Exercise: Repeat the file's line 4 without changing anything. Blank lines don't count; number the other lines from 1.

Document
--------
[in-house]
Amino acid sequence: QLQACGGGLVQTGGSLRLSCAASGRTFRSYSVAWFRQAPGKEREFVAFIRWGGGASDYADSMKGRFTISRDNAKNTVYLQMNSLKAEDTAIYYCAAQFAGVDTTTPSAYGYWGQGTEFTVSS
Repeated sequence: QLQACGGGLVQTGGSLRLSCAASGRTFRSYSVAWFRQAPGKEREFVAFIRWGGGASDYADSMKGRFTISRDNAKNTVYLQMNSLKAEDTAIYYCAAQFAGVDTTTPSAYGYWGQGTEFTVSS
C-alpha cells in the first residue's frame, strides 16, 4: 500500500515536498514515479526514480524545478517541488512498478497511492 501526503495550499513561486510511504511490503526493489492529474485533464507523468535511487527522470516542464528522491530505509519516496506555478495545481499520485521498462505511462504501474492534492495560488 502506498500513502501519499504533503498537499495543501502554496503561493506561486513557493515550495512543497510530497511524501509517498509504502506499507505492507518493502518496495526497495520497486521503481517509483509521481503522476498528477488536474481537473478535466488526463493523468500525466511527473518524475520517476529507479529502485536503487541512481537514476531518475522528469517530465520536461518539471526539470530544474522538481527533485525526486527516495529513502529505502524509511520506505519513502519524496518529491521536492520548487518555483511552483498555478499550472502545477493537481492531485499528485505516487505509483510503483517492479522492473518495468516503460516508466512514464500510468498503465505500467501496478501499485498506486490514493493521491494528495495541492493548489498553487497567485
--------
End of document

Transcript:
C-alpha cells in the first residue's frame, strides 16, 4: 500500500515536498514515479526514480524545478517541488512498478497511492 501526503495550499513561486510511504511490503526493489492529474485533464507523468535511487527522470516542464528522491530505509519516496506555478495545481499520485521498462505511462504501474492534492495560488 502506498500513502501519499504533503498537499495543501502554496503561493506561486513557493515550495512543497510530497511524501509517498509504502506499507505492507518493502518496495526497495520497486521503481517509483509521481503522476498528477488536474481537473478535466488526463493523468500525466511527473518524475520517476529507479529502485536503487541512481537514476531518475522528469517530465520536461518539471526539470530544474522538481527533485525526486527516495529513502529505502524509511520506505519513502519524496518529491521536492520548487518555483511552483498555478499550472502545477493537481492531485499528485505516487505509483510503483517492479522492473518495468516503460516508466512514464500510468498503465505500467501496478501499485498506486490514493493521491494528495495541492493548489498553487497567485